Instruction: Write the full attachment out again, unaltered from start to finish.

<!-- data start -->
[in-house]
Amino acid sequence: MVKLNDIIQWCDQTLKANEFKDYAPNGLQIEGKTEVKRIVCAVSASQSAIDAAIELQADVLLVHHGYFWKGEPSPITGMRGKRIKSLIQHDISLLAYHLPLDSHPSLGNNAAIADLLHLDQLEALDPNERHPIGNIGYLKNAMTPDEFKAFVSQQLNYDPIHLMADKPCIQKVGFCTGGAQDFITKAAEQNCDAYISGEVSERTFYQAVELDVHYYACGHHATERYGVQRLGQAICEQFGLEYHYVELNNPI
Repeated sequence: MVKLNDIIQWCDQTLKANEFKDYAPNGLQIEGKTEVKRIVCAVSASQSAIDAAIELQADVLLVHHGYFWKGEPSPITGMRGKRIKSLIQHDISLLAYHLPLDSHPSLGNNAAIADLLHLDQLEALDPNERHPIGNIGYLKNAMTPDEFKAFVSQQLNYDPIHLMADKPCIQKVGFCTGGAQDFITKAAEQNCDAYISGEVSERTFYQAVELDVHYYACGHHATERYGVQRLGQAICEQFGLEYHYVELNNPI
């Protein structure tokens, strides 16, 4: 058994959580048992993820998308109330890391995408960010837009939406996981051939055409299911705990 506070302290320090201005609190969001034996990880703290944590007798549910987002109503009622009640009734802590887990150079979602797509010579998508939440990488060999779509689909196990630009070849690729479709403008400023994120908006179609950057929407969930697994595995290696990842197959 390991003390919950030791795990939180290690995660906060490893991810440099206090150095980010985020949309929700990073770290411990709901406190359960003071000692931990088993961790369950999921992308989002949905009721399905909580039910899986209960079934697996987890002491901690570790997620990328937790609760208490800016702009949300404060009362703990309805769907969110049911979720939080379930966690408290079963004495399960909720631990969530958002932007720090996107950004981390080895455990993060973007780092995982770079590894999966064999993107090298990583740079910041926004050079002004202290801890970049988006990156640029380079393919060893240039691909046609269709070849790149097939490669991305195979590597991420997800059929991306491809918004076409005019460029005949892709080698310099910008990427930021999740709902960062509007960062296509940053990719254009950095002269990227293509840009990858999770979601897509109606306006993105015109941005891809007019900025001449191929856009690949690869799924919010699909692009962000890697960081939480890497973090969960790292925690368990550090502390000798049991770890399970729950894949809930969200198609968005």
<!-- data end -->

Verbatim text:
[in-house]
Amino acid sequence: MVKLNDIIQWCDQTLKANEFKDYAPNGLQIEGKTEVKRIVCAVSASQSAIDAAIELQADVLLVHHGYFWKGEPSPITGMRGKRIKSLIQHDISLLAYHLPLDSHPSLGNNAAIADLLHLDQLEALDPNERHPIGNIGYLKNAMTPDEFKAFVSQQLNYDPIHLMADKPCIQKVGFCTGGAQDFITKAAEQNCDAYISGEVSERTFYQAVELDVHYYACGHHATERYGVQRLGQAICEQFGLEYHYVELNNPI
Repeated sequence: MVKLNDIIQWCDQTLKANEFKDYAPNGLQIEGKTEVKRIVCAVSASQSAIDAAIELQADVLLVHHGYFWKGEPSPITGMRGKRIKSLIQHDISLLAYHLPLDSHPSLGNNAAIADLLHLDQLEALDPNERHPIGNIGYLKNAMTPDEFKAFVSQQLNYDPIHLMADKPCIQKVGFCTGGAQDFITKAAEQNCDAYISGEVSERTFYQAVELDVHYYACGHHATERYGVQRLGQAICEQFGLEYHYVELNNPI
């Protein structure tokens, strides 16, 4: 058994959580048992993820998308109330890391995408960010837009939406996981051939055409299911705990 506070302290320090201005609190969001034996990880703290944590007798549910987002109503009622009640009734802590887990150079979602797509010579998508939440990488060999779509689909196990630009070849690729479709403008400023994120908006179609950057929407969930697994595995290696990842197959 390991003390919950030791795990939180290690995660906060490893991810440099206090150095980010985020949309929700990073770290411990709901406190359960003071000692931990088993961790369950999921992308989002949905009721399905909580039910899986209960079934697996987890002491901690570790997620990328937790609760208490800016702009949300404060009362703990309805769907969110049911979720939080379930966690408290079963004495399960909720631990969530958002932007720090996107950004981390080895455990993060973007780092995982770079590894999966064999993107090298990583740079910041926004050079002004202290801890970049988006990156640029380079393919060893240039691909046609269709070849790149097939490669991305195979590597991420997800059929991306491809918004076409005019460029005949892709080698310099910008990427930021999740709902960062509007960062296509940053990719254009950095002269990227293509840009990858999770979601897509109606306006993105015109941005891809007019900025001449191929856009690949690869799924919010699909692009962000890697960081939480890497973090969960790292925690368990550090502390000798049991770890399970729950894949809930969200198609968005």